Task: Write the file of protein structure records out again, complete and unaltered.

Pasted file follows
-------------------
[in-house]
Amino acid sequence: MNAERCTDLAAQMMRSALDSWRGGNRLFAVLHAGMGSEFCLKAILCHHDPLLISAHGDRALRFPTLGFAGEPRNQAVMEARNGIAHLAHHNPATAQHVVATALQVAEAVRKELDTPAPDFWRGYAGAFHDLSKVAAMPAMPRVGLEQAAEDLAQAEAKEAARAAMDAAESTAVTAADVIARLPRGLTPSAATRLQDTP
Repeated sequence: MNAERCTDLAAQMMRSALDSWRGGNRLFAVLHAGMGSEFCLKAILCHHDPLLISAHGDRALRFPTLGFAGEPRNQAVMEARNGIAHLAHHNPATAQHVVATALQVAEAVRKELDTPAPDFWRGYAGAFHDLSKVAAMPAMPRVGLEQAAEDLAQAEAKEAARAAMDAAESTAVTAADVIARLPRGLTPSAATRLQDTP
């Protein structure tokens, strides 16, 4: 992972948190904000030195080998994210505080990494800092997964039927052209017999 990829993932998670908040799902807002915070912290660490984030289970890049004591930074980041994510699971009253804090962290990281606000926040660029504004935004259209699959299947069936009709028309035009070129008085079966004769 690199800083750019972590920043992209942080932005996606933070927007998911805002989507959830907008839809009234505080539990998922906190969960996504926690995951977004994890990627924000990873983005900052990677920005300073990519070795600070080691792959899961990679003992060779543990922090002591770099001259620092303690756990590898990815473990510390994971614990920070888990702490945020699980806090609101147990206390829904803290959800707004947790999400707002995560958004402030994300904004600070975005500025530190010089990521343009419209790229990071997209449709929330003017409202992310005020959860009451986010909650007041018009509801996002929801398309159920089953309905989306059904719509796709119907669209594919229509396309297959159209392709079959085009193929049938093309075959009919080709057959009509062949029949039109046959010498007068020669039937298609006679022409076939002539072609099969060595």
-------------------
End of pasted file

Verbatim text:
[in-house]
Amino acid sequence: MNAERCTDLAAQMMRSALDSWRGGNRLFAVLHAGMGSEFCLKAILCHHDPLLISAHGDRALRFPTLGFAGEPRNQAVMEARNGIAHLAHHNPATAQHVVATALQVAEAVRKELDTPAPDFWRGYAGAFHDLSKVAAMPAMPRVGLEQAAEDLAQAEAKEAARAAMDAAESTAVTAADVIARLPRGLTPSAATRLQDTP
Repeated sequence: MNAERCTDLAAQMMRSALDSWRGGNRLFAVLHAGMGSEFCLKAILCHHDPLLISAHGDRALRFPTLGFAGEPRNQAVMEARNGIAHLAHHNPATAQHVVATALQVAEAVRKELDTPAPDFWRGYAGAFHDLSKVAAMPAMPRVGLEQAAEDLAQAEAKEAARAAMDAAESTAVTAADVIARLPRGLTPSAATRLQDTP
């Protein structure tokens, strides 16, 4: 992972948190904000030195080998994210505080990494800092997964039927052209017999 990829993932998670908040799902807002915070912290660490984030289970890049004591930074980041994510699971009253804090962290990281606000926040660029504004935004259209699959299947069936009709028309035009070129008085079966004769 690199800083750019972590920043992209942080932005996606933070927007998911805002989507959830907008839809009234505080539990998922906190969960996504926690995951977004994890990627924000990873983005900052990677920005300073990519070795600070080691792959899961990679003992060779543990922090002591770099001259620092303690756990590898990815473990510390994971614990920070888990702490945020699980806090609101147990206390829904803290959800707004947790999400707002995560958004402030994300904004600070975005500025530190010089990521343009419209790229990071997209449709929330003017409202992310005020959860009451986010909650007041018009509801996002929801398309159920089953309905989306059904719509796709119907669209594919229509396309297959159209392709079959085009193929049938093309075959009919080709057959009509062949029949039109046959010498007068020669039937298609006679022409076939002539072609099969060595």